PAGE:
The wizard creates an application that uses a QMainWindow . It has its own layout to which you can add a menu bar, dock widgets, toolbars, and a status bar. The center area can be occupied by any kind of widget. The wizard places the Notepad widget there.

To add widgets in Qt Designer:

  1. In the Qt Creator Edit mode, double-click the notepad.ui file in the Projects view to launch the file in the integrated Qt Designer.

  2. Drag and drop widgets Text Edit ( QTextEdit ) to the form.

  3. Press Ctrl+A (or Cmd+A) to select the widgets and click Lay out Vertically (or press Ctrl+L) to apply a vertical layout ( QVBoxLayout ).

  4. Press Ctrl+S (or Cmd+S) to save your changes.

The UI now looks as follows in Qt Designer:


You can view the generated XML file in the code editor:


The following line contains the XML declaration, which specifies the XML version and character encoding used in the document:

<?xml version="1.0" encoding="UTF-8"?>

The rest of the file specifies an ui element that defines a Notepad widget:

<ui version="4.0">

The UI file is used together with the header and source file of the Notepad class. We will look at the rest of the UI file in the later sections.

Notepad Header File#

The wizard generated a header file for the Notepad class that has the necessary #includes, a constructor, a destructor, and the Ui object. The file looks as follows:

The following line includes QMainWindow that provides a main application window:

The following lines declare the Notepad class in the Ui namespace, which is the standard namespace for the UI classes generated from .ui files by the uic tool:

The class declaration contains the Q_OBJECT macro. It must come first in the class definition, and declares our class as a QObject. Naturally, it must also inherit from QObject. A QObject adds several abilities to a normal C++ class. Notably, the class name and slot names can be queried at runtime. It is also possible to query a slot’s parameter types and invoke it.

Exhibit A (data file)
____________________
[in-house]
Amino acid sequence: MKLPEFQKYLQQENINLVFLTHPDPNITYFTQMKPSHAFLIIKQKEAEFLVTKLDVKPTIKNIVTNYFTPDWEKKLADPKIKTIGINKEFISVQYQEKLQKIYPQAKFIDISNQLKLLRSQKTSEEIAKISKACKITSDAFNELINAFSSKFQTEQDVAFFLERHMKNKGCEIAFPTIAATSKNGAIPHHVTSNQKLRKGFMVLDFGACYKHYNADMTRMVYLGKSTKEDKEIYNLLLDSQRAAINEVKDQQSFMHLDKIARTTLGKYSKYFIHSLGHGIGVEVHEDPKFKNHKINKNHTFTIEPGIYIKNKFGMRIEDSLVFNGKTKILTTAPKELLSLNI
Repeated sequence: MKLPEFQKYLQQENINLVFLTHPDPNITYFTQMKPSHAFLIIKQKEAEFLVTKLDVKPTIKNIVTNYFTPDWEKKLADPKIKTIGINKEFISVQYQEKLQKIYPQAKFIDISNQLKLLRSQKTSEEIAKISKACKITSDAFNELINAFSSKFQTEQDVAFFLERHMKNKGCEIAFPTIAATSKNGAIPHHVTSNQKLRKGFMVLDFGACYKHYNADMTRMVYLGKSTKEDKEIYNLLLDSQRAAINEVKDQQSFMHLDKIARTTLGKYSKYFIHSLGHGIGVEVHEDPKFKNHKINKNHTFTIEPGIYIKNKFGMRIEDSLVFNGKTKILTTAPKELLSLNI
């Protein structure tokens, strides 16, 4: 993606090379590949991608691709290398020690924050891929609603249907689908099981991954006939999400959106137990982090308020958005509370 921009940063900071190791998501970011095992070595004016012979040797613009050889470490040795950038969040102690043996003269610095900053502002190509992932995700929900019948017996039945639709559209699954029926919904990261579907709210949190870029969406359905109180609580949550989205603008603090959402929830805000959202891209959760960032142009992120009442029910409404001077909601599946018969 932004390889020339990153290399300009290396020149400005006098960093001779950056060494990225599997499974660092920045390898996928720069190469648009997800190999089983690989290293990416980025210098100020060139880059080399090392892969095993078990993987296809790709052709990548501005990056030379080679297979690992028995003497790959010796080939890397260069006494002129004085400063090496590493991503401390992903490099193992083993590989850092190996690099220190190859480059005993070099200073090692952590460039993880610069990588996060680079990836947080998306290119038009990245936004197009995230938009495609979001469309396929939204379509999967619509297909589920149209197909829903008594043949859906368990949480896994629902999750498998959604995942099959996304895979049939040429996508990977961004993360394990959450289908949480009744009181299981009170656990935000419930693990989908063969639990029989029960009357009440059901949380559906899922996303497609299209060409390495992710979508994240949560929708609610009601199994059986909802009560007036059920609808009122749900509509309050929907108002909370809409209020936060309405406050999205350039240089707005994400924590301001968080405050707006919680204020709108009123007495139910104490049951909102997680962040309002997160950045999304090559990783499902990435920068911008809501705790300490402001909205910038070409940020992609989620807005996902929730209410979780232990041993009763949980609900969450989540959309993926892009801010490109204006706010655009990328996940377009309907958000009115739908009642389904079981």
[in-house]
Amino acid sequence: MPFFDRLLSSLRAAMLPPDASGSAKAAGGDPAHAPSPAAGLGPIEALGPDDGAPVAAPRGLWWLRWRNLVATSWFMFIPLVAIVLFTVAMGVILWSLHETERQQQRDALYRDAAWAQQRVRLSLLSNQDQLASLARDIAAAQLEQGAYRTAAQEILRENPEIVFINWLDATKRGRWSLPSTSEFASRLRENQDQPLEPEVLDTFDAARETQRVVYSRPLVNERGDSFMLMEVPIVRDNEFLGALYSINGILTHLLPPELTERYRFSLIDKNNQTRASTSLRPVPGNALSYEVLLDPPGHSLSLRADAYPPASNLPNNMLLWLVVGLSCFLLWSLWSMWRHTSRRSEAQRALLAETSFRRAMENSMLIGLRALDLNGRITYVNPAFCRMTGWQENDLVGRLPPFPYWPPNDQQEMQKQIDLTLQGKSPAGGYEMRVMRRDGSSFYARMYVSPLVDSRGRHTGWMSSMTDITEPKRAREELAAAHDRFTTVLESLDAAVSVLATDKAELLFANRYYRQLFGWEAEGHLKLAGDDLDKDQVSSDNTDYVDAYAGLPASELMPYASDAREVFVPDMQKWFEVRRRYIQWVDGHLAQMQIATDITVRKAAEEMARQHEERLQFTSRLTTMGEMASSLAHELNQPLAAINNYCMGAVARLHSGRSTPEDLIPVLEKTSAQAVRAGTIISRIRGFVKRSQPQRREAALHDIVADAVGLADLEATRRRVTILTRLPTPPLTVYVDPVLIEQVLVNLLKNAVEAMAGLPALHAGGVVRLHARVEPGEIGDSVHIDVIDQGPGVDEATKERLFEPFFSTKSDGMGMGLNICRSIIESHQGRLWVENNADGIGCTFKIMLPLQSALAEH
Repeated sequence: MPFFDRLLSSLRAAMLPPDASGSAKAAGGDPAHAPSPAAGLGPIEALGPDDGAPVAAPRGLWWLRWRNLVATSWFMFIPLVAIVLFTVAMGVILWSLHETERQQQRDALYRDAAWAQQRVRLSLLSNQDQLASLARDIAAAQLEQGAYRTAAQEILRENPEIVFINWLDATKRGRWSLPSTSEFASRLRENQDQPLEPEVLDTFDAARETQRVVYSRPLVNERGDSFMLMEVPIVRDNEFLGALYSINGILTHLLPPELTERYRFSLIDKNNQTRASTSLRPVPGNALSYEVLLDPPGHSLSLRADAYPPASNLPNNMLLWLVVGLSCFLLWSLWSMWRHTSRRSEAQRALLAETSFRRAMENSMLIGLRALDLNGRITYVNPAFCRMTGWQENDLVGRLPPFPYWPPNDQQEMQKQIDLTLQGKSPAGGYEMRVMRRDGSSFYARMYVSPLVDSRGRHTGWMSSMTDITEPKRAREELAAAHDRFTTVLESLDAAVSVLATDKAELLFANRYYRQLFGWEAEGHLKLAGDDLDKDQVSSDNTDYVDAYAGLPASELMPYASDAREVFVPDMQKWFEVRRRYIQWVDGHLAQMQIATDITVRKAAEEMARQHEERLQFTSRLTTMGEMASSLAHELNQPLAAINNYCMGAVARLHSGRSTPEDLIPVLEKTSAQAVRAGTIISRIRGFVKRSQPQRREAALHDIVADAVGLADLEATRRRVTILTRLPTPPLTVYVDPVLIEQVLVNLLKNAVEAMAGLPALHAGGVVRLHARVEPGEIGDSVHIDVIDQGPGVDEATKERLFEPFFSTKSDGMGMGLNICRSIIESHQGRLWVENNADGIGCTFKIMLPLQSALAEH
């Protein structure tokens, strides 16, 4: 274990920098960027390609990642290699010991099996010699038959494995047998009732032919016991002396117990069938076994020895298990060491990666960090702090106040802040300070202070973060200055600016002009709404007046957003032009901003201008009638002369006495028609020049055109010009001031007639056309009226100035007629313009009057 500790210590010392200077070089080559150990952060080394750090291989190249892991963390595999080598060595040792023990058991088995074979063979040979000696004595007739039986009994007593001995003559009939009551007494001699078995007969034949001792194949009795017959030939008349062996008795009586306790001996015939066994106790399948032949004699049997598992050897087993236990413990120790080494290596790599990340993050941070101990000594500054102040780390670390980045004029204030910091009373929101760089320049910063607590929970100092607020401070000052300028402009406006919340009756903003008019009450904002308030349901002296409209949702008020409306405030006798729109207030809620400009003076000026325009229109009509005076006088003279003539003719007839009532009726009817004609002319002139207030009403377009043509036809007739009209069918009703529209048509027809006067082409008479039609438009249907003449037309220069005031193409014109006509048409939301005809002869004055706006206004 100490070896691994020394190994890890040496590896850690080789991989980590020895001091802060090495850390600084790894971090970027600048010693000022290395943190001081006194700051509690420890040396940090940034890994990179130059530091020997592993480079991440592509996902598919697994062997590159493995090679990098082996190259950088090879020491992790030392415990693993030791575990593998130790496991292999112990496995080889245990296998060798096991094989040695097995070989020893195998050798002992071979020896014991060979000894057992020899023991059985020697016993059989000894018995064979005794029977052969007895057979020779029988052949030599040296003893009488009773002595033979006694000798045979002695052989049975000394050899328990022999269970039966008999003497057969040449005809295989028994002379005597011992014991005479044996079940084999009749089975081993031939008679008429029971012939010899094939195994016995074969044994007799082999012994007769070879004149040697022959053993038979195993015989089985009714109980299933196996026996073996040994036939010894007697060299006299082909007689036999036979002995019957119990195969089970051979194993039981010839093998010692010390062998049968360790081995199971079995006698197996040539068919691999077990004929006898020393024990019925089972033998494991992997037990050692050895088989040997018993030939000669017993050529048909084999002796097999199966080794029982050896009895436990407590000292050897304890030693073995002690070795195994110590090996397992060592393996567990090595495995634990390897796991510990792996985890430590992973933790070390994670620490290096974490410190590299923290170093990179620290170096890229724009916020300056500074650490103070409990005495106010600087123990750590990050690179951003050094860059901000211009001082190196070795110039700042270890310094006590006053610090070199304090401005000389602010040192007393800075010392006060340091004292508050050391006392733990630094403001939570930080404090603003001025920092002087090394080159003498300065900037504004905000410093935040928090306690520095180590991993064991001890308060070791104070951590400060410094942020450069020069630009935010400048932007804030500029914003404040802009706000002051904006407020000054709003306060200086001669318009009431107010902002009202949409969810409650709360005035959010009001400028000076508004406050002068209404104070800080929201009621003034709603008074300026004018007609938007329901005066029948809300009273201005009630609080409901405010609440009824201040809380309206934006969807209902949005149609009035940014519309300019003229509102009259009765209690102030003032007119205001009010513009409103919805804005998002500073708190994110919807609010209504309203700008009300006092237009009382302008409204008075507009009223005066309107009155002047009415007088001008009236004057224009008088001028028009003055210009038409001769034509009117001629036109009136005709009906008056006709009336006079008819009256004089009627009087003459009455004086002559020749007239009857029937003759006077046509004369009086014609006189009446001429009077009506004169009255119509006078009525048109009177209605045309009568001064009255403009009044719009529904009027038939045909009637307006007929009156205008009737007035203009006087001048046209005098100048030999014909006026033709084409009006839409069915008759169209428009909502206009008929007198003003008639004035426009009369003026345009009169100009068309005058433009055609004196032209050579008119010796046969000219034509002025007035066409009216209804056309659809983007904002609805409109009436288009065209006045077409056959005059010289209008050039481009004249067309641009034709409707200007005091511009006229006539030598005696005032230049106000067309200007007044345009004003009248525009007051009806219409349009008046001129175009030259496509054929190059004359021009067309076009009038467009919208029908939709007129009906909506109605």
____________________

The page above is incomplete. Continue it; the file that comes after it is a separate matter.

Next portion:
The following lines declare a constructor that has a default argument called parent. The value 0 indicates that the widget has no parent (it is a top-level widget).

The following line declares a virtual destructor to free the resources that were acquired by the object during its life-cycle. According to the C++ naming convention, destructors have the same name as the class they are associated with, prefixed with a tilde (~). In QObject, destructors are virtual to ensure that the destructors of derived classes are invoked properly when an object is deleted through a pointer-to-base-class.

The following lines declare a member variable which is a pointer to the Notepad UI class. A member variable is associated with a specific class, and accessible for all its methods.

Notepad Source File#

The source file that the wizard generated for the Notepad class looks as follows:

The following lines include the Notepad class header file that was generated by the wizard and the UI header file that was generated by the uic tool:

The following line defines the Notepad constructor:

The following line calls the QMainWindow constructor, which is the base class for the Notepad class:

The following line creates the UI class instance and assigns it to the ui member:

The following line sets up the UI:

In the destructor, we delete the ui:

Project File#

The wizard generates the following project file, CMakeLists.txt, for us:

<Code snippet "/data/qt5-full-670/6.7.0/Src/qtbase/tutorials/notepad/CMakeLists.txt" not found>

The project file specifies the source, header, and UI files included in the project.

Learn More



Using Qt Designer

Qt Designer Manual


Layout Management , Widgets and Layouts , Layout Examples

The widgets that come with Qt

Qt Widget Gallery

Main windows and main window classes

Application Main Window , Main Window Examples

QObjects and the Qt Object model (This is essential to understand Qt)

Object Model

qmake and the Qt build system

qmake Manual

Adding User Interaction#

To add functionality to the editor, we start by adding menu items and buttons on a toolbar.